At the latitude of 71° 10′ 21″ in Norway there is an island called Magerøya, a seemingly barren land with no trees and harsh weather conditions. The most northern tip of the island consists of a heavy rock reaching into the Arctic sea widely known as North Cape, the most northern part of Europe. I had the chance to visit this place a couple of times before but I saw it as most of the visitors experience the North Cape: With heavy fog and strong winds and slim chances to see the midnight sun. In July 2019 though this changed for me and I was finally able to see our home star on a blanket slate of a clear blue sky in the middle of the night.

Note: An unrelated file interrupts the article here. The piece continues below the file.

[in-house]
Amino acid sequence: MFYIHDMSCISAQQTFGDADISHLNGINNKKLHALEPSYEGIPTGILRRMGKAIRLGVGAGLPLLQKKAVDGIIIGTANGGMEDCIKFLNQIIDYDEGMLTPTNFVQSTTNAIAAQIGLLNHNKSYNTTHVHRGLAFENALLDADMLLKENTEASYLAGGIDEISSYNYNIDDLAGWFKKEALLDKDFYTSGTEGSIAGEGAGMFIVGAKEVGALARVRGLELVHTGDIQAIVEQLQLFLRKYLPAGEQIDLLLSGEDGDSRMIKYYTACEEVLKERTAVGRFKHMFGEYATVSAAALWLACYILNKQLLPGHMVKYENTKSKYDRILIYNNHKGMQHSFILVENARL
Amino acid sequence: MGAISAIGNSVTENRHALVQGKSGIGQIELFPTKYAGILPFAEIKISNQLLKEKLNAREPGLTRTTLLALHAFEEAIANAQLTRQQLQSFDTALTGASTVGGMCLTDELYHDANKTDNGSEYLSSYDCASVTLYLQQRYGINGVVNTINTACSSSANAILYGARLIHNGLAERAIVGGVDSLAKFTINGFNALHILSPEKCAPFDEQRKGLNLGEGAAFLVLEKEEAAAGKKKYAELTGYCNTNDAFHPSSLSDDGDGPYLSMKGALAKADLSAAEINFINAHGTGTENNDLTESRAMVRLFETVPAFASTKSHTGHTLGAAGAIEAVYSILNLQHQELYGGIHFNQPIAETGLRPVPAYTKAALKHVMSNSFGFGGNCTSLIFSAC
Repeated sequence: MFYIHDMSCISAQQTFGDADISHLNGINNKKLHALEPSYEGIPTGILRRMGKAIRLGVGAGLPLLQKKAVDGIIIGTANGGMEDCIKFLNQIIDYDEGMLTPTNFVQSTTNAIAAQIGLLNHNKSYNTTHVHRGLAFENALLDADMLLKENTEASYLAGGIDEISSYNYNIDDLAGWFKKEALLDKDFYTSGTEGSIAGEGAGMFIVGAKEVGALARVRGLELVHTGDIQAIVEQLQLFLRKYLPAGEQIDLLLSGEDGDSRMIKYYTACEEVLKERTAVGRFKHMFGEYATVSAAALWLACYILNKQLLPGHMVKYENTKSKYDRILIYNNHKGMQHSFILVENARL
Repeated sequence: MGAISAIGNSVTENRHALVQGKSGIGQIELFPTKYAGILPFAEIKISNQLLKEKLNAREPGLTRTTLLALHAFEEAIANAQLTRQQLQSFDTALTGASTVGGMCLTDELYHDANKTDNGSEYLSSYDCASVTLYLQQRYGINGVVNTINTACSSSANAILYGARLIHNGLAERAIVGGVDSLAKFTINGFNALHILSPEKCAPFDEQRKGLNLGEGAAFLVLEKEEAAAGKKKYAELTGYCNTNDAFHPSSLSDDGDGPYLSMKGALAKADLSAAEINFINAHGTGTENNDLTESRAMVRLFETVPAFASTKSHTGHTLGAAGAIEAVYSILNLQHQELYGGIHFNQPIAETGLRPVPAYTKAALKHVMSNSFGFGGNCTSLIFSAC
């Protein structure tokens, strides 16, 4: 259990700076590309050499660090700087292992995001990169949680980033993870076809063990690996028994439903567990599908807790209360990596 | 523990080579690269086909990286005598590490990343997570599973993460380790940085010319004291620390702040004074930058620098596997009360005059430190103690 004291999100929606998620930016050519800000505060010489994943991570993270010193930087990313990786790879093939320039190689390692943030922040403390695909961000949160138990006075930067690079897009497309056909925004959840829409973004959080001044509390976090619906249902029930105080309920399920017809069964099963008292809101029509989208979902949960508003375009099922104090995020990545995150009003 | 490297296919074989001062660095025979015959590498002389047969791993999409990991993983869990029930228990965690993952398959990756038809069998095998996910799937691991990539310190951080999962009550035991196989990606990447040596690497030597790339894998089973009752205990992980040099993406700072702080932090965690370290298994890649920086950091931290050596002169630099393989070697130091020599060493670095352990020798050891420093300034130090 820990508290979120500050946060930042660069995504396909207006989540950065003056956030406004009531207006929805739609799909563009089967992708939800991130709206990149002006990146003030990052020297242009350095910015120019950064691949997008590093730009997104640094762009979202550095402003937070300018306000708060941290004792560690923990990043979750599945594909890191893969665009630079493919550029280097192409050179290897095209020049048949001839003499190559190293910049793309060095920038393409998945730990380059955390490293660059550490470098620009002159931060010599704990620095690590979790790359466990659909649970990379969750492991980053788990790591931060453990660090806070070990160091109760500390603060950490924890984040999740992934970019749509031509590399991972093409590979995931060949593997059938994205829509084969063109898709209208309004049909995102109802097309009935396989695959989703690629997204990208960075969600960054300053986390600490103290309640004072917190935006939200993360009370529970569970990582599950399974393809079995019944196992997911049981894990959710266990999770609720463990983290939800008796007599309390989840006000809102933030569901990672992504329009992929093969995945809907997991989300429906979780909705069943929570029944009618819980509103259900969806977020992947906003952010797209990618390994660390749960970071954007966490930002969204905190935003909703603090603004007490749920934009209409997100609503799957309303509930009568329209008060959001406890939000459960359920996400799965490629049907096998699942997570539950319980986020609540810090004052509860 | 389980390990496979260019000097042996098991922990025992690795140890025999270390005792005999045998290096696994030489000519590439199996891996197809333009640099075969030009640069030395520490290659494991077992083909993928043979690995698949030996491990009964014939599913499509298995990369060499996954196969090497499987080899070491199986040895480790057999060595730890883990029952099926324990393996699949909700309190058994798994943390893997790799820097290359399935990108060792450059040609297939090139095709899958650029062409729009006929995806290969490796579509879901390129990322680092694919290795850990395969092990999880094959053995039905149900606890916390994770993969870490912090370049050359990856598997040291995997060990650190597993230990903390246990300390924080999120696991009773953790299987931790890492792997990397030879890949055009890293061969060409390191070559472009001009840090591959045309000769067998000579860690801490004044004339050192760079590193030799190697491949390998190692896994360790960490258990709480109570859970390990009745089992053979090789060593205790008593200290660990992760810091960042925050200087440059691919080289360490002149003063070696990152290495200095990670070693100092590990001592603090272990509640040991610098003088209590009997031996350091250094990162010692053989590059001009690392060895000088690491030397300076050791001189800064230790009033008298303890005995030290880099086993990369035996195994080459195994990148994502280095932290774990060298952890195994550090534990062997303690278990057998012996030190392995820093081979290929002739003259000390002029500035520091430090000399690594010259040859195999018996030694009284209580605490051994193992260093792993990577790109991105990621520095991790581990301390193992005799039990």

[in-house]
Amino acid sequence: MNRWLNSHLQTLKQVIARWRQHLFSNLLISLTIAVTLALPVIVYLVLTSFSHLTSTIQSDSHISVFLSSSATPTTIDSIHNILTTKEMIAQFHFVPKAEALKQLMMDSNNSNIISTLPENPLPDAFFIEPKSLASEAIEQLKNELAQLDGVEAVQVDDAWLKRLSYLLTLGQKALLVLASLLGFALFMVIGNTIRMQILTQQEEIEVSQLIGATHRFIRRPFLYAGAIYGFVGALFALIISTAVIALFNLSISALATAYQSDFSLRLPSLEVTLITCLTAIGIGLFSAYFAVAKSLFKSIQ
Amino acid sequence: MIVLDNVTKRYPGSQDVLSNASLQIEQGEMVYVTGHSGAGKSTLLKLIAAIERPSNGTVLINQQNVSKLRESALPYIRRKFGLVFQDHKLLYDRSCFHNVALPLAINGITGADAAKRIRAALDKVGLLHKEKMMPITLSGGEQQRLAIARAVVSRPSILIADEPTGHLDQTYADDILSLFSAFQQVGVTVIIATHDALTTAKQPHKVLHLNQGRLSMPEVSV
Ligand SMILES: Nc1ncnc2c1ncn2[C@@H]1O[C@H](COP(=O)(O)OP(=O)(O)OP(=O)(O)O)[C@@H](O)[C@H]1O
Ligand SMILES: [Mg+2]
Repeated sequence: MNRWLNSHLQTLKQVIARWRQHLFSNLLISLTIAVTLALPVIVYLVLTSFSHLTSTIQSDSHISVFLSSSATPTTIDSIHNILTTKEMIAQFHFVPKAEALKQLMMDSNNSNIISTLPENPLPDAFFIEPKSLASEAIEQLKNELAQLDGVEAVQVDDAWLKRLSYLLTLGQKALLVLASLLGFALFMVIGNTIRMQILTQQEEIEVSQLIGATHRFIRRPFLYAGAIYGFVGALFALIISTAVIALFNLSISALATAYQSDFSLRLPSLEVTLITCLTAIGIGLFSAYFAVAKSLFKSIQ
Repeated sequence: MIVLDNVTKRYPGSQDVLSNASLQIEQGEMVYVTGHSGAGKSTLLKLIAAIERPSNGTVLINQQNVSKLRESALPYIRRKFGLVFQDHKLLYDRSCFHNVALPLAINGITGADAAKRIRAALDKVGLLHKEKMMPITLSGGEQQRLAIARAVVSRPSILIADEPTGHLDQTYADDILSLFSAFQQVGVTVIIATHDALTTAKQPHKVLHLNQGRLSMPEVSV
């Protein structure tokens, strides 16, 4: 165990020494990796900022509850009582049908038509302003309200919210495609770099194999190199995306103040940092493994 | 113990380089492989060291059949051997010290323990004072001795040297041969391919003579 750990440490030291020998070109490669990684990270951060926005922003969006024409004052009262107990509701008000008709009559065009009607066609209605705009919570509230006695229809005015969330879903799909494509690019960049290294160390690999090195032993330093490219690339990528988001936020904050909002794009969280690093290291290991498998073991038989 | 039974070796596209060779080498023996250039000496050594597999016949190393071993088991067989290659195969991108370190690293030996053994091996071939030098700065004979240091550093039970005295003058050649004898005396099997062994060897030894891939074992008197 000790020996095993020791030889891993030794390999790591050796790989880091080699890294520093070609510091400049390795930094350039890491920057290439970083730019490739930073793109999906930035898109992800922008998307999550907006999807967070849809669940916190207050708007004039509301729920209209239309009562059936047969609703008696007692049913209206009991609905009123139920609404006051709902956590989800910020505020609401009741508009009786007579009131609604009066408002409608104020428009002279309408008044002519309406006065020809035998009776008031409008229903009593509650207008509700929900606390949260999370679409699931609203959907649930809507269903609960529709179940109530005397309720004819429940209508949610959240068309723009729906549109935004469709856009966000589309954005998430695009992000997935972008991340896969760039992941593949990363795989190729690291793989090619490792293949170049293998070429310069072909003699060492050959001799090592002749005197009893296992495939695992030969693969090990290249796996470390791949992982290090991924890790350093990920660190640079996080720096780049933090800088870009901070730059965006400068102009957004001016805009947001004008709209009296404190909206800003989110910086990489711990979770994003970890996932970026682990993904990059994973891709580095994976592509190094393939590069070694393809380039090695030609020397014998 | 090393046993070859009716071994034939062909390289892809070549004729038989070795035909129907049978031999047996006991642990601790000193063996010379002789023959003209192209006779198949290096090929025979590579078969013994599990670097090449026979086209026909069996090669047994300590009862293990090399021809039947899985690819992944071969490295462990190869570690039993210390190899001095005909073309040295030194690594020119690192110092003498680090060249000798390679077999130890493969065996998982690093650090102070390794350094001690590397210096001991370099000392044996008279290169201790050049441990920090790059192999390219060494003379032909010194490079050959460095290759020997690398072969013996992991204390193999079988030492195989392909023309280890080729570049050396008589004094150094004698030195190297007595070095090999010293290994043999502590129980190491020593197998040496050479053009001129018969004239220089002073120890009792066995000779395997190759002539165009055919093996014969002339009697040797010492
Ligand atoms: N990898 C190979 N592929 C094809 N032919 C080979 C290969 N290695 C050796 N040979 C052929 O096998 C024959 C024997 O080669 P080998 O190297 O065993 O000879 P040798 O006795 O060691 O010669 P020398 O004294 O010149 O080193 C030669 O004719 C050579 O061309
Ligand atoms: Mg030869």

The phenomenon occurs during the white nights in summer when the sun is not setting down, around midnight it reaches it’s lowest point on the horizon but is still shining brightly. It looks almost like a sunset, just that the sun is never setting behind the horizon and is getting up again. In these special and somewhat spiritual nights there is no darkness and this barren land seems to be alive like no other place. You see all the birds feeding of the waters, which are still rich in fish and sea animals. And there are reindeer grassing everywhere on the island, eating their beloved reindeer veil, which grows everywhere on Magerøya and is like candy for these animals.